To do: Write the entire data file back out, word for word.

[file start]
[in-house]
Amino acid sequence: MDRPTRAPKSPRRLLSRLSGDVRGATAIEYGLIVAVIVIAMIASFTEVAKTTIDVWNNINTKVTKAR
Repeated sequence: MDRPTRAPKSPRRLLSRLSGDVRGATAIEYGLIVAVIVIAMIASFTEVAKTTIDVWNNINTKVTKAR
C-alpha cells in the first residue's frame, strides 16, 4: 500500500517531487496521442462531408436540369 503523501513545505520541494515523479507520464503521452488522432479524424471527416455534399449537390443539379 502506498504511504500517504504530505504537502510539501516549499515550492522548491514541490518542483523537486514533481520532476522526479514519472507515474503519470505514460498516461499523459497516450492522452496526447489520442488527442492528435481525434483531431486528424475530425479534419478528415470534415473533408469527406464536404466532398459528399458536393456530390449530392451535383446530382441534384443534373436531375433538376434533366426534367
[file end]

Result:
[in-house]
Amino acid sequence: MDRPTRAPKSPRRLLSRLSGDVRGATAIEYGLIVAVIVIAMIASFTEVAKTTIDVWNNINTKVTKAR
Repeated sequence: MDRPTRAPKSPRRLLSRLSGDVRGATAIEYGLIVAVIVIAMIASFTEVAKTTIDVWNNINTKVTKAR
C-alpha cells in the first residue's frame, strides 16, 4: 500500500517531487496521442462531408436540369 503523501513545505520541494515523479507520464503521452488522432479524424471527416455534399449537390443539379 502506498504511504500517504504530505504537502510539501516549499515550492522548491514541490518542483523537486514533481520532476522526479514519472507515474503519470505514460498516461499523459497516450492522452496526447489520442488527442492528435481525434483531431486528424475530425479534419478528415470534415473533408469527406464536404466532398459528399458536393456530390449530392451535383446530382441534384443534373436531375433538376434533366426534367